Grisly find solves 75-year mystery
Marcelin and Francine Dumoulin left home to milk their cows in 1942 and never returned to their seven kids.
On a clear day in August, the couple set off from their village, Chandolin, into the Swiss Alps to check up on their cattle on farmland in Grilden, planning to come back that evening.
When they never returned, they left their five sons and two daughters orphaned.Why the Royal Family never sign autographs
“We spent our lives searching for them, relentlessly,” youngest daughter Marceline Udry-Dumoulin, 79, she told the Swiss newspaper Le Matin in comments translated from French.
“We did not think we could ever give them the funeral they deserved.”
Now, 75 years after the mystery began, we finally know what happened.Man says Nazis were socialist, gets schooled by history writer
Mr and Mrs Dumoulin’s perfectly preserved bodies have been discovered in a shrinking glacier in Switzerland, 2615 metres above sea level.
The bodies of the husband and wife, who were 40 and 37 respectively when they went missing, were found near each other by a worker near a ski lift above the Les Diablerets resort on Thursday.
They were found still wearing World War II-era clothing with a backpack, watch, book and other personal items.The working class isn’t as white as some would like you to think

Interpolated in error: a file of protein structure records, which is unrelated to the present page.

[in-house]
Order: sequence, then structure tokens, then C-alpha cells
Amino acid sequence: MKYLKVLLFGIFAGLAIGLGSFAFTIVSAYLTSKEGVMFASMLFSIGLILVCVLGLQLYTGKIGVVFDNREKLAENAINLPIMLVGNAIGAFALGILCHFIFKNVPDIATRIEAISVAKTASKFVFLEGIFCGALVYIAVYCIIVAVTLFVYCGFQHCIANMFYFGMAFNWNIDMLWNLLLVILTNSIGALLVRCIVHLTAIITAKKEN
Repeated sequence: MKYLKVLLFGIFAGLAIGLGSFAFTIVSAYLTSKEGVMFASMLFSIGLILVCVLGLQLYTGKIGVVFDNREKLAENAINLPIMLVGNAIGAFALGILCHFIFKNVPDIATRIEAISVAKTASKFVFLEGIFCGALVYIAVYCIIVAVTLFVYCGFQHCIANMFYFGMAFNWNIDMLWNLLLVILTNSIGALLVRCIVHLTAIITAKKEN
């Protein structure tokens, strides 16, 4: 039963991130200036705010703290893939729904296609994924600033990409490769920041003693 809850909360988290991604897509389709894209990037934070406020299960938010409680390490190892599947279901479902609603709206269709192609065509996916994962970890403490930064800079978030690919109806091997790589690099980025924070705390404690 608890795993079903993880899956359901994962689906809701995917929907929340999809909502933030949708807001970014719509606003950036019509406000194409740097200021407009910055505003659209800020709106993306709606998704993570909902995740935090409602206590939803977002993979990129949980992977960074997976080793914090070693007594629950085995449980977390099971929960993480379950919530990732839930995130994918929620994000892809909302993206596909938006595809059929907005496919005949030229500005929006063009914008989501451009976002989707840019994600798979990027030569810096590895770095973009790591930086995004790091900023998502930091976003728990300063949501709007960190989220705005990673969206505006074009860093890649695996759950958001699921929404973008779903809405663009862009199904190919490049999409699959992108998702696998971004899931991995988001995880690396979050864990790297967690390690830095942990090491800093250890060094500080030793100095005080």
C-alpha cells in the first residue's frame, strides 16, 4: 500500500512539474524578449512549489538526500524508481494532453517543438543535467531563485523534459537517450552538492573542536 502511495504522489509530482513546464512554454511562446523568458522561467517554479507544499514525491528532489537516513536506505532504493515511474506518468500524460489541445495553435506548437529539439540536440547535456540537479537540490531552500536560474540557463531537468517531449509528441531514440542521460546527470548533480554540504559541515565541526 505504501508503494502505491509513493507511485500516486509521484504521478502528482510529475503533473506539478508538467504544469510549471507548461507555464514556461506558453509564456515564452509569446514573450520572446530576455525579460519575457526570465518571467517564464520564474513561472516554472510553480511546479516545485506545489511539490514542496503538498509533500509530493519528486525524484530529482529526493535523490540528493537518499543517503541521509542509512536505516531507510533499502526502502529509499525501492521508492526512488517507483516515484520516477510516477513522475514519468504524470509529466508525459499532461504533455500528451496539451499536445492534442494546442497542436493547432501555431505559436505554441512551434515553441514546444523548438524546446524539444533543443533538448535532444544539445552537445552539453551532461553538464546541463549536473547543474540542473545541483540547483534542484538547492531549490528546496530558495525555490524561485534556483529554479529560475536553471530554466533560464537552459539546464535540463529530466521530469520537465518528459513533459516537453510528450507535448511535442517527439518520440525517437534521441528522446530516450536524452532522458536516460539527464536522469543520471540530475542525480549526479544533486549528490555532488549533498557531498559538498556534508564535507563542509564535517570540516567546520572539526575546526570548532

“The discovered equipment suggests that these hikers were likely to have been victims of an accident several decades ago,” Swiss police said in a statement.
Police will send the bodies for DNA testing to confirm officially that they are those of Mr Dumoulin, a shoemaker, and Mrs Dumoulin, a teacher who rarely went with her husband to tend to the cattle.
“We think they may have fallen into a crevasse where they stayed for decades,” ski lift operator Bernhard Tschannen told newspaper Tribune de Geneve.Mystery of the 'blue dogs of Mumbai' solved
“As the glacier receded, it gave up their bodies.”
The discovery has finally provided answers to the couples’ two surviving children, Marceline and Monique, who were split off to live with other families after a two-and-a-half-month search into the glacier’s crevasses came to naught.
“I must say that after 75 years of waiting this news calms me deeply,” said Ms Udry-Dumoulin, who was four years old when her parents disappeared and was placed with her aunt.Sadness and cynicism as London's Big Ben falls silent
“Mum and dad will finally have their burial.
“For the funeral, I will not put on black. I think white will be more appropriate. It represents hope, which I have never lost.”